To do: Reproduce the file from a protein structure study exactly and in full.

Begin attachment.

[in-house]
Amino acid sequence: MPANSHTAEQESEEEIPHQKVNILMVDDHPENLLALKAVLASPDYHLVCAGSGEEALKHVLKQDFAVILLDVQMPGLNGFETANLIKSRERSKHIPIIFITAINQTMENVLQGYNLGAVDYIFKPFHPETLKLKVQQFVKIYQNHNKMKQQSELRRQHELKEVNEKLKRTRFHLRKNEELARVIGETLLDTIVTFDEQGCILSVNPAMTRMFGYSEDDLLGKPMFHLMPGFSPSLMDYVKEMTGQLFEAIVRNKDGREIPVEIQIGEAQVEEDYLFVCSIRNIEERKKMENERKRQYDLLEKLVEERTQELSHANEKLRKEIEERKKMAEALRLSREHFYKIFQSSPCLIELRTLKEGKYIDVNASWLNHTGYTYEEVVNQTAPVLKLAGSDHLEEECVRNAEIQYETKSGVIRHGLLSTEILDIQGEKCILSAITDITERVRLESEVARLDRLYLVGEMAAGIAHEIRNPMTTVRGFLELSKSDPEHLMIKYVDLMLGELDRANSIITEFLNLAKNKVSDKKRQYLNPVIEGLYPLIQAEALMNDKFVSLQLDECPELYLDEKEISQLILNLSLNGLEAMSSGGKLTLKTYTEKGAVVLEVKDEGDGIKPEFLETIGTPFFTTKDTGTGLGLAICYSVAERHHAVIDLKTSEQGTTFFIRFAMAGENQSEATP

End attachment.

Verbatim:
[in-house]
Amino acid sequence: MPANSHTAEQESEEEIPHQKVNILMVDDHPENLLALKAVLASPDYHLVCAGSGEEALKHVLKQDFAVILLDVQMPGLNGFETANLIKSRERSKHIPIIFITAINQTMENVLQGYNLGAVDYIFKPFHPETLKLKVQQFVKIYQNHNKMKQQSELRRQHELKEVNEKLKRTRFHLRKNEELARVIGETLLDTIVTFDEQGCILSVNPAMTRMFGYSEDDLLGKPMFHLMPGFSPSLMDYVKEMTGQLFEAIVRNKDGREIPVEIQIGEAQVEEDYLFVCSIRNIEERKKMENERKRQYDLLEKLVEERTQELSHANEKLRKEIEERKKMAEALRLSREHFYKIFQSSPCLIELRTLKEGKYIDVNASWLNHTGYTYEEVVNQTAPVLKLAGSDHLEEECVRNAEIQYETKSGVIRHGLLSTEILDIQGEKCILSAITDITERVRLESEVARLDRLYLVGEMAAGIAHEIRNPMTTVRGFLELSKSDPEHLMIKYVDLMLGELDRANSIITEFLNLAKNKVSDKKRQYLNPVIEGLYPLIQAEALMNDKFVSLQLDECPELYLDEKEISQLILNLSLNGLEAMSSGGKLTLKTYTEKGAVVLEVKDEGDGIKPEFLETIGTPFFTTKDTGTGLGLAICYSVAERHHAVIDLKTSEQGTTFFIRFAMAGENQSEATP